Two of the UK’s top ensemble physical theatre companies, Gecko and Theatre Re, presented shows at this year’s London International Mime Festival. Ciaran Hammond was there to bear witness…
A man is spat out of a helter-skelter slide into a pile of teddy bears, in a small crescent-shaped room; beginning a surrealistic life’s journey. Various other performers also have this initial introduction, and each at their ‘birth’ is adorned with a wedding dress. Once dressed in the bridal attire and whipped up into excitement by a clipboard-wielding businesswoman and four men puffing away on cigarettes, they step out of their isolated bunker with eagerness to seek out the happiness that the white gown has promised them… and the set caves in. As soon as the walls have hit the floor, they are blasted into a landscape made up of mobile cubicles assembled out of work desks, computers and lamps, each precariously supported by four small trolley wheels.
Gecko’s use of mobile scenery is strong, as always, and is used to drastically and quickly transform the set and setting; fifteen performers may be swinging from the cubicle lamps and a second later all but four of them have exited the stage, the remaining few cramped into one cubicle. Engaged in an aggressive business meeting, the interior of the box they are encased in has turned from grey to red, with cigarette smoke slowly emerging from the gaps in its frame.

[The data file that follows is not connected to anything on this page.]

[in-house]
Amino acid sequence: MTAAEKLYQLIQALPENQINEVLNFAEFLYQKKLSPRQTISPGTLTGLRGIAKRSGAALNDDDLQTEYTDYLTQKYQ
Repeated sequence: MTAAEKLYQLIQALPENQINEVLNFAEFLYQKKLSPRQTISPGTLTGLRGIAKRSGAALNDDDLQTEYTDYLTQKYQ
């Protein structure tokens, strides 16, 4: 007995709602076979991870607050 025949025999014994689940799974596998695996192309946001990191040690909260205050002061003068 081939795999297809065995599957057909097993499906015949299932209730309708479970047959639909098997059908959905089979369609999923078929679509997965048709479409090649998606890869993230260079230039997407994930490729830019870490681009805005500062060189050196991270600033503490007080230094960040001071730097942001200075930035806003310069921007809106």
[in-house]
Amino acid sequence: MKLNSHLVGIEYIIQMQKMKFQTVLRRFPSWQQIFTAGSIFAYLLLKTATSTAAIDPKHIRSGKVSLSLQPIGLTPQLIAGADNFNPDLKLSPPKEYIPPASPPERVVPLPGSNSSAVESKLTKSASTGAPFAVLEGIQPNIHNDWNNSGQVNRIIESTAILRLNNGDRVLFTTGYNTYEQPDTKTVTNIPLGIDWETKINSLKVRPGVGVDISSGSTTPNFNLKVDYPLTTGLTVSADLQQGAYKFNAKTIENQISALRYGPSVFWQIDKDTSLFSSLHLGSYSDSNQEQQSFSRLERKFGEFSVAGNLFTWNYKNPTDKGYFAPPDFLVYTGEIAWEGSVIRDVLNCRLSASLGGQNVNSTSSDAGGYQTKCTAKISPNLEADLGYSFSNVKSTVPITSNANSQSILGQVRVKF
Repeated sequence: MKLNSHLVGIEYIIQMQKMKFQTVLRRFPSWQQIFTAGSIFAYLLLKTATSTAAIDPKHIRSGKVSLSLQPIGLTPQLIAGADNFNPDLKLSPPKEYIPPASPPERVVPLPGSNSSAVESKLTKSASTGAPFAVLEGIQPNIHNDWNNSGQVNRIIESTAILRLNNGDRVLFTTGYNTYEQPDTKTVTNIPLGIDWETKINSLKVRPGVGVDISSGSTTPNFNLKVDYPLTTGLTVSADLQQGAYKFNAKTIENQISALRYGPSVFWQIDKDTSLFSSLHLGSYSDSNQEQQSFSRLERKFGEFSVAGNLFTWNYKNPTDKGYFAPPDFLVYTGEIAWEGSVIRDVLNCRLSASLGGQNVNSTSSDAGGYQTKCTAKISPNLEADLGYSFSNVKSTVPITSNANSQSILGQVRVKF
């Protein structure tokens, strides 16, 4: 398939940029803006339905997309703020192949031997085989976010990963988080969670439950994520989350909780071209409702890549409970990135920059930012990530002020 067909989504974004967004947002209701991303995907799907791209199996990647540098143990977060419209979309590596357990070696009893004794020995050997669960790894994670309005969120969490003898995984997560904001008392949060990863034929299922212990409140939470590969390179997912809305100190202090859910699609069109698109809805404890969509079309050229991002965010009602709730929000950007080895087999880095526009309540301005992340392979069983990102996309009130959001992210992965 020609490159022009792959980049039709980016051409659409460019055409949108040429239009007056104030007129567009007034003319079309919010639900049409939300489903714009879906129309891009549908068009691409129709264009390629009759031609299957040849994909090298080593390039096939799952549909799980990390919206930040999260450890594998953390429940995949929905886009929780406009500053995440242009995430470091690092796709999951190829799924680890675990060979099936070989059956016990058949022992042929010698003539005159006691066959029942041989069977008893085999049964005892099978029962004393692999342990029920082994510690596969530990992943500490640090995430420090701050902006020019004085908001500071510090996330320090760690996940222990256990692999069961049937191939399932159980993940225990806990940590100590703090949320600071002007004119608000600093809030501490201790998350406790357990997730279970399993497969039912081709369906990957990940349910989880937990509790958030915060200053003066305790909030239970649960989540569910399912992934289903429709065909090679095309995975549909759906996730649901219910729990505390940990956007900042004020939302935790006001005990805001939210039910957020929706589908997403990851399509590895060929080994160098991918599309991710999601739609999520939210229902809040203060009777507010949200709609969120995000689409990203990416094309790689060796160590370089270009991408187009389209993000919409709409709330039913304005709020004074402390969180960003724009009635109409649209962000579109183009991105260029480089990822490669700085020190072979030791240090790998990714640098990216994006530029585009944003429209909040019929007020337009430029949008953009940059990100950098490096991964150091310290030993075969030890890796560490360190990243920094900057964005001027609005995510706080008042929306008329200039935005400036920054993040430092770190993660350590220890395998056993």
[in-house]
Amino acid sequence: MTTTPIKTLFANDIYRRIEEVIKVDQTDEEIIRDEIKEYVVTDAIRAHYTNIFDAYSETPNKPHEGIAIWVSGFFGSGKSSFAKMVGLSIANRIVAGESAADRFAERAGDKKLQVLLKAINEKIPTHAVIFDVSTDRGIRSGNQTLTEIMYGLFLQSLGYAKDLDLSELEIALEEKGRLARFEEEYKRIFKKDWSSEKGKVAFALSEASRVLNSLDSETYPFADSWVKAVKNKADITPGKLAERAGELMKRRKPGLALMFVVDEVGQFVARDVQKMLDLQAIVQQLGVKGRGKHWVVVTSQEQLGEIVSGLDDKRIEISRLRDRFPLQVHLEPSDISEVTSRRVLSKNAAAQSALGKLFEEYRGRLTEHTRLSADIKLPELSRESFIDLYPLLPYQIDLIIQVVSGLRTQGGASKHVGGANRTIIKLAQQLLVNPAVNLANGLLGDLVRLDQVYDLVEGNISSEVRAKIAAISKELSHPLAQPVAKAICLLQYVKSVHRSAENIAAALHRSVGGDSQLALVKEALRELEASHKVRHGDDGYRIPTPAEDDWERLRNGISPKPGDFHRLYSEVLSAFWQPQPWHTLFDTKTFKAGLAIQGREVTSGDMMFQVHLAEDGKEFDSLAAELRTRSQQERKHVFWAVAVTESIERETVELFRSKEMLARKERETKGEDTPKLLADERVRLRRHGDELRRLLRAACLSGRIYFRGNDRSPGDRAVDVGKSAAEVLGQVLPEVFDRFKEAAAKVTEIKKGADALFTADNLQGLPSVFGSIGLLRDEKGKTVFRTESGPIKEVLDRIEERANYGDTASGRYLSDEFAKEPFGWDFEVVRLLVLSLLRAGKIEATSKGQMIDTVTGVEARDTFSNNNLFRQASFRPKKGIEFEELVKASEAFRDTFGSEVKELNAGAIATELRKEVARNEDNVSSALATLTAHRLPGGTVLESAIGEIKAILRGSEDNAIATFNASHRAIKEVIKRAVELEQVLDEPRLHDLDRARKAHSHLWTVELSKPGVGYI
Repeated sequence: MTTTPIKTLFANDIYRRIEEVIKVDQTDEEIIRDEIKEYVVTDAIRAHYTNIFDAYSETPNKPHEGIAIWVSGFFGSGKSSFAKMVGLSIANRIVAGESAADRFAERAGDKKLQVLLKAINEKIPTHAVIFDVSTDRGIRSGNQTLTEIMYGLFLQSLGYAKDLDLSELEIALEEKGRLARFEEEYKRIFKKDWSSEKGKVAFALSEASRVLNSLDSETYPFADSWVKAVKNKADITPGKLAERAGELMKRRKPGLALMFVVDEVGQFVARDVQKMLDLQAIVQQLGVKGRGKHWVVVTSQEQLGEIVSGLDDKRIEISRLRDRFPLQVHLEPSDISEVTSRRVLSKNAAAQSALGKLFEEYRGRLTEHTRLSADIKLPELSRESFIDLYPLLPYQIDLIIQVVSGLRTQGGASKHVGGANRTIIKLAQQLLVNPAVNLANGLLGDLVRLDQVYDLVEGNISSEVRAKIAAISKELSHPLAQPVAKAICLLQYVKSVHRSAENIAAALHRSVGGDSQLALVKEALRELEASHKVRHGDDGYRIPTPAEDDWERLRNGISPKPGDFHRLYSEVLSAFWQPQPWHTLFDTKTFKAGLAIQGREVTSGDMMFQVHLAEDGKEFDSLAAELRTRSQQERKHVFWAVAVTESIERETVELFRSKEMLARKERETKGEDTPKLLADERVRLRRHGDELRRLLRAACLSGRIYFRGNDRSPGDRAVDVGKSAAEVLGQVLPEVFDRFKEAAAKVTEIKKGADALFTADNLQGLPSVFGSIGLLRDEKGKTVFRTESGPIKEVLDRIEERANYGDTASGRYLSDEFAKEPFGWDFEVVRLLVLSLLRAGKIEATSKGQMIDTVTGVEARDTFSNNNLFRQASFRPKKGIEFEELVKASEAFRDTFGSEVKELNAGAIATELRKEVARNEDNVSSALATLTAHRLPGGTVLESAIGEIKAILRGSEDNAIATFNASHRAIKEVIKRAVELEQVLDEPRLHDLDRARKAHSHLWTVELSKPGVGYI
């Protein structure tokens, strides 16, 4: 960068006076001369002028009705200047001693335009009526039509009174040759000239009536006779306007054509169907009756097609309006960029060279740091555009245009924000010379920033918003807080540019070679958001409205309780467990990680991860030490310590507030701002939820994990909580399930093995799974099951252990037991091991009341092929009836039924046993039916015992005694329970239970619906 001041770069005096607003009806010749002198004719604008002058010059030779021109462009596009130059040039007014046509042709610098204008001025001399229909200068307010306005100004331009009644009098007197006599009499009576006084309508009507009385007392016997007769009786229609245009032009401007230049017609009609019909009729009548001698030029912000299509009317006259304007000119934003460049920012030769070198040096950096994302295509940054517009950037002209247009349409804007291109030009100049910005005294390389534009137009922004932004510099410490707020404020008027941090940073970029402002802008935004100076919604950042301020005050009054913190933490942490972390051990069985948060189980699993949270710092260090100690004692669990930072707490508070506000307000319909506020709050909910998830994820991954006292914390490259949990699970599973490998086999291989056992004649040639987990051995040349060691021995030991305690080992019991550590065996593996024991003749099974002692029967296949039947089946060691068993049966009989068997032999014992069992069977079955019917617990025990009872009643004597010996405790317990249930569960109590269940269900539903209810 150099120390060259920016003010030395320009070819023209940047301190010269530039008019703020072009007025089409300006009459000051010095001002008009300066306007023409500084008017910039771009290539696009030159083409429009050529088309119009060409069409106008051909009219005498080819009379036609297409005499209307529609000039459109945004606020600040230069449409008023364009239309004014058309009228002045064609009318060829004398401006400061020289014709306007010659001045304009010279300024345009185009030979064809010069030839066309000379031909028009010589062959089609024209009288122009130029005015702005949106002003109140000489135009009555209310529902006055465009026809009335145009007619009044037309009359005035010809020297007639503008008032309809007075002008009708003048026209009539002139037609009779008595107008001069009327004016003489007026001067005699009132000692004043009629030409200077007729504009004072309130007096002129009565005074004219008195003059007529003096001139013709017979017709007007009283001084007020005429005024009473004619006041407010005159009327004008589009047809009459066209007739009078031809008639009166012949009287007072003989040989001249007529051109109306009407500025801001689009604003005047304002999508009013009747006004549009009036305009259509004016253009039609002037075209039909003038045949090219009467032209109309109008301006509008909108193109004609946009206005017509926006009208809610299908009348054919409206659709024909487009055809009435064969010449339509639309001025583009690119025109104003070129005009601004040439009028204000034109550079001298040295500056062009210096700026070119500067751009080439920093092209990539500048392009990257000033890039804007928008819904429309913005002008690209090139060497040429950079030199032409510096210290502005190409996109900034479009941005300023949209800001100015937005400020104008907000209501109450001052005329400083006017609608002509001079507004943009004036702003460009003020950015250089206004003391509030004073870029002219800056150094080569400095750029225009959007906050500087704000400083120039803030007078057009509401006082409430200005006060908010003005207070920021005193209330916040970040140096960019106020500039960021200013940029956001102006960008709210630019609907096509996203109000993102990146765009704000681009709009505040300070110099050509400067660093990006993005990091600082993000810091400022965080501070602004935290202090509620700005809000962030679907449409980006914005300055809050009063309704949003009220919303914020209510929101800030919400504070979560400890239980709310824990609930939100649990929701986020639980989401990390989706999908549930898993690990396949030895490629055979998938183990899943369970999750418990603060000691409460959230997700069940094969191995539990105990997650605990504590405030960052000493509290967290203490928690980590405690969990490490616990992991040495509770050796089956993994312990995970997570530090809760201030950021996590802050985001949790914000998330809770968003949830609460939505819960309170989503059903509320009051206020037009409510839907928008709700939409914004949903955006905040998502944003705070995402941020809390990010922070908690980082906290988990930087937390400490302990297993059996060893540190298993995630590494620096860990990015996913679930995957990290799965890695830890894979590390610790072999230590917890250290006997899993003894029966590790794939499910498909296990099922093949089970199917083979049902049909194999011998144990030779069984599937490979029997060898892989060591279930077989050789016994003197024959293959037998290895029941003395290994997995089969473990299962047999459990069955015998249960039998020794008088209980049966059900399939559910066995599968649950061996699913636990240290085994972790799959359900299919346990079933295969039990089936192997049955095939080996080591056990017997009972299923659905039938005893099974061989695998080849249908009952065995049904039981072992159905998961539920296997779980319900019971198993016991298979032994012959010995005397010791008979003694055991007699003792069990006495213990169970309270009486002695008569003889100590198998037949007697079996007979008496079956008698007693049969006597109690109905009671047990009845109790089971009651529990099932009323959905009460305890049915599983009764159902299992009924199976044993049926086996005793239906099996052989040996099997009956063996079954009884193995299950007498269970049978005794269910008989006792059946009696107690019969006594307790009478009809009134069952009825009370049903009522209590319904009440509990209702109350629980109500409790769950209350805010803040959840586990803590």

In The Wedding, these bureaucratic machinations are the extension of the invisible antagonistic force in the piece, which explores the relationship between the individual and the state. We witness a marriage breakdown and an office party turn to violence without ever being provided with the reasons why. At first the deterioration of the figures on stage seem to be brought on by flaws in their character, yet as the piece develops, the fast-paced world they live in is revealed to be the cause. This is embodied in Gecko’s signature use of object and body manipulation: figures are contorted by poles attached to their limbs, and are constrained by the rapidly changing space, which flusters them into a rage.
Although the tonal shifts in The Wedding are aggressive and sudden, the rhythm of the piece expands and contracts itself with ease, in unison with the changing physical space. This assists the piece in encapsulating a variety of different life trajectories: the grandeur of the bourgeoisie dining above a wave of undulating office workers is quickly replaced by a family of four living out of a suitcase – literally – entertaining the audience for spare change.
We are periodically given a glimpse of the benefactors behind the demise on stage: faceless, Edwardian-fashion-sensed elites watching from afar. The majority of the figures on stage are lit from directly above. As the light shines through the haze, the space above the figures becomes noticeable, as if they all reside at the bottom of a great well. The lighting illuminates them from beneath, making them glimmer brighter than anyone else that they tower above. Coupled with their ghostly presence, it’s insinuated that they are influencers in this machine of pain that the piece depicts.
There is a strong sense of fatalism throughout the piece, or rather, an examination of fate and how to revolt against it. Towards the end of the piece, the figures tear off their wedding dresses, and pull the faceless elites down from their pedestal where they throw them around and beat them in a celebration of taking back control of their own destiny.